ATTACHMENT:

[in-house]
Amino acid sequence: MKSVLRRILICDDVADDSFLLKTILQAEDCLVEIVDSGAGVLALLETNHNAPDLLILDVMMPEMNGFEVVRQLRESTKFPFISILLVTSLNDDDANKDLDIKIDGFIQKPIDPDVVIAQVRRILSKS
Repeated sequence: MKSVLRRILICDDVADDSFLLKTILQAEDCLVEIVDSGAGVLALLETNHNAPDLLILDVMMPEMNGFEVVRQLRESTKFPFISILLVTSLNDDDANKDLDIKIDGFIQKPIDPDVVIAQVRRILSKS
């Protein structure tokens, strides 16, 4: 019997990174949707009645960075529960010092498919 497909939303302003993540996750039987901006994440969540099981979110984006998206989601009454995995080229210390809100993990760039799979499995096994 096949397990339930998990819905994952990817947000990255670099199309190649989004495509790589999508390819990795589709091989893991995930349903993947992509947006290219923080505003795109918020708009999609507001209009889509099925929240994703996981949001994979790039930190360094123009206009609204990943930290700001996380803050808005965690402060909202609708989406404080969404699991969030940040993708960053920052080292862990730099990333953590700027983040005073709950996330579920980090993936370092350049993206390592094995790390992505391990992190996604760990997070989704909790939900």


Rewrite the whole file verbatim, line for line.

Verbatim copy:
[in-house]
Amino acid sequence: MKSVLRRILICDDVADDSFLLKTILQAEDCLVEIVDSGAGVLALLETNHNAPDLLILDVMMPEMNGFEVVRQLRESTKFPFISILLVTSLNDDDANKDLDIKIDGFIQKPIDPDVVIAQVRRILSKS
Repeated sequence: MKSVLRRILICDDVADDSFLLKTILQAEDCLVEIVDSGAGVLALLETNHNAPDLLILDVMMPEMNGFEVVRQLRESTKFPFISILLVTSLNDDDANKDLDIKIDGFIQKPIDPDVVIAQVRRILSKS
């Protein structure tokens, strides 16, 4: 019997990174949707009645960075529960010092498919 497909939303302003993540996750039987901006994440969540099981979110984006998206989601009454995995080229210390809100993990760039799979499995096994 096949397990339930998990819905994952990817947000990255670099199309190649989004495509790589999508390819990795589709091989893991995930349903993947992509947006290219923080505003795109918020708009999609507001209009889509099925929240994703996981949001994979790039930190360094123009206009609204990943930290700001996380803050808005965690402060909202609708989406404080969404699991969030940040993708960053920052080292862990730099990333953590700027983040005073709950996330579920980090993936370092350049993206390592094995790390992505391990992190996604760990997070989704909790939900």